the congregation was out of debt.
During the period of
Mr. Slaght's pastorate in Waterford he was actively engaged in Sabbath
School work. For six years he acted as Superintendent of the Sunday school
in connection with his church, and for twelve years was teacher of its large
and interesting Bible Class. He also preached at surrounding stations
frequently, as at Round Plains and other points, and in this way laid the
foundation of other Baptist churches.
He was actively engaged
in visiting the sick, taking part in social church gatherings, burying the
dead and officiating at marriages. In the performance of the marriage
ceremony he seems to have been one of the most popular and frequently
employed of the ministers of Norfolk County. He also took an active interest
in promoting educational work and increased educational facilities in
connection with the denomination with which he was connected.
In addion [sic,
presumably addition] to the services rendered by Mr. Slaght to the higher
educational schools of the Baptist denomination, he gave a considerable
portion of his time and services in promoting the interests of the common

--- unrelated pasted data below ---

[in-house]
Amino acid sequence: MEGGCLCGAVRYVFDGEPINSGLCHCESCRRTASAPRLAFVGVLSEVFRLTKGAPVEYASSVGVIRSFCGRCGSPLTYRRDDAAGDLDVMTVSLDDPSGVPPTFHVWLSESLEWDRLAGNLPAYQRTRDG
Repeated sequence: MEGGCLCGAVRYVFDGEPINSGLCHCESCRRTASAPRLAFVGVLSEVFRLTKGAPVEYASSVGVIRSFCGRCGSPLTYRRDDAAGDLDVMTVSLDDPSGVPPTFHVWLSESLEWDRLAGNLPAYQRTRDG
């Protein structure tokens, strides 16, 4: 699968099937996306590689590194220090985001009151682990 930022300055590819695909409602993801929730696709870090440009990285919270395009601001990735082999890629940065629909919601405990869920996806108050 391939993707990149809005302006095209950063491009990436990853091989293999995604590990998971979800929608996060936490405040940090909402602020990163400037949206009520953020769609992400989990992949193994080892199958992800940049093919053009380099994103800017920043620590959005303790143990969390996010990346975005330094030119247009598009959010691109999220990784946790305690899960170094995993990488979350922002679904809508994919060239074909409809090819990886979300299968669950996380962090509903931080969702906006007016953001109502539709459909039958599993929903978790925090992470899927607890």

schools in his own locality.
For a number of years
he served as a member of the Board of Instruction for examining and granting
certificates to school teachers. He also acted for twelve years or more as
local Superintendent of schools for the township of Townsend, and for ten or
twelve years he made it a rule to deliver a lecture on education annually in
each school section in the township, and he also made a point of visiting
and examining schools quarterly.
He also received and
made up the Public reports for these schools, twenty-four in number. He was
a warm advocate of a free school system, from the lowest district school to
the highest university of learning, and held that the poor man's child was
entitled to as liberal a training as the children of the more wealthy and
favored. His contention was that the entire population and property of the
country should sustain the schools for the education of all children,
whether of the rich or of the poor, as the intelligence, industry, and
morality of the people enhanced the value of property, increased the
stability of the state, and ministered in every respect to the welfare of
On April 29th, 1884,
Mr. Slaght received the honor of a diploma from the Toronto Baptist College,
certifying that he had honorably completed the full course of theological
studies as prescribed in the curriculum of the Theological Department of the
Canada Baptist College, Montreal. This diploma secured to him the literary
and theological standing of a graduate of the Toronto Baptist College. This
recognition of his services and standing, years after he had passed through
the course at Montreal, indicates the estimation in which he was held in the
church at that time.
While so active and
full of labor in the religious department of his work, Mr. Slaght was
impelled by his active mind and great energy, to engage in secular pursuits